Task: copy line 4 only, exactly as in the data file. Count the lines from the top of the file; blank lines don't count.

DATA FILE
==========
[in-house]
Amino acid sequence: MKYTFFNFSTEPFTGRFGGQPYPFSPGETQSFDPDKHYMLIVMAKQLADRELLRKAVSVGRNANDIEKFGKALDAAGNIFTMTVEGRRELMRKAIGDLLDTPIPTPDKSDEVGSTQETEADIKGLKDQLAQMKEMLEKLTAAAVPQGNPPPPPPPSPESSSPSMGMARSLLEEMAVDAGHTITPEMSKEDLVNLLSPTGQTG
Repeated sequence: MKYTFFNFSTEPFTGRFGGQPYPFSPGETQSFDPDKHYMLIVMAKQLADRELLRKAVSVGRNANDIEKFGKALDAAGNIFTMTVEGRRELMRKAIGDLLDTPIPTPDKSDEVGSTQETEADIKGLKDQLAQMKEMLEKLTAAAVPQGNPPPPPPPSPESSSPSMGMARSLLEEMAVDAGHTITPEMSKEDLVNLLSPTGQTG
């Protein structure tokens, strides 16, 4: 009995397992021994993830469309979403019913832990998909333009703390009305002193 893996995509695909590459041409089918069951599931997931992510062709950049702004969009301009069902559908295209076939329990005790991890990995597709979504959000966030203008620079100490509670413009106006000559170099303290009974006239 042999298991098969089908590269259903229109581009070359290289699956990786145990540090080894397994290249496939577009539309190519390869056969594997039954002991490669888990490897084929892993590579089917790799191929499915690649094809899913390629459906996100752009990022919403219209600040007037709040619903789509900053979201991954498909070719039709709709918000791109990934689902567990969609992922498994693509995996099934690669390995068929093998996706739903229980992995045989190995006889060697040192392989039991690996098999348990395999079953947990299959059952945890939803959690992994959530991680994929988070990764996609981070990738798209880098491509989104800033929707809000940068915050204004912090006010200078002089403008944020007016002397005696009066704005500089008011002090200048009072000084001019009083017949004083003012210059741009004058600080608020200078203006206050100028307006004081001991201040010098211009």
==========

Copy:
């Protein structure tokens, strides 16, 4: 009995397992021994993830469309979403019913832990998909333009703390009305002193 893996995509695909590459041409089918069951599931997931992510062709950049702004969009301009069902559908295209076939329990005790991890990995597709979504959000966030203008620079100490509670413009106006000559170099303290009974006239 042999298991098969089908590269259903229109581009070359290289699956990786145990540090080894397994290249496939577009539309190519390869056969594997039954002991490669888990490897084929892993590579089917790799191929499915690649094809899913390629459906996100752009990022919403219209600040007037709040619903789509900053979201991954498909070719039709709709918000791109990934689902567990969609992922498994693509995996099934690669390995068929093998996706739903229980992995045989190995006889060697040192392989039991690996098999348990395999079953947990299959059952945890939803959690992994959530991680994929988070990764996609981070990738798209880098491509989104800033929707809000940068915050204004912090006010200078002089403008944020007016002397005696009066704005500089008011002090200048009072000084001019009083017949004083003012210059741009004058600080608020200078203006206050100028307006004081001991201040010098211009």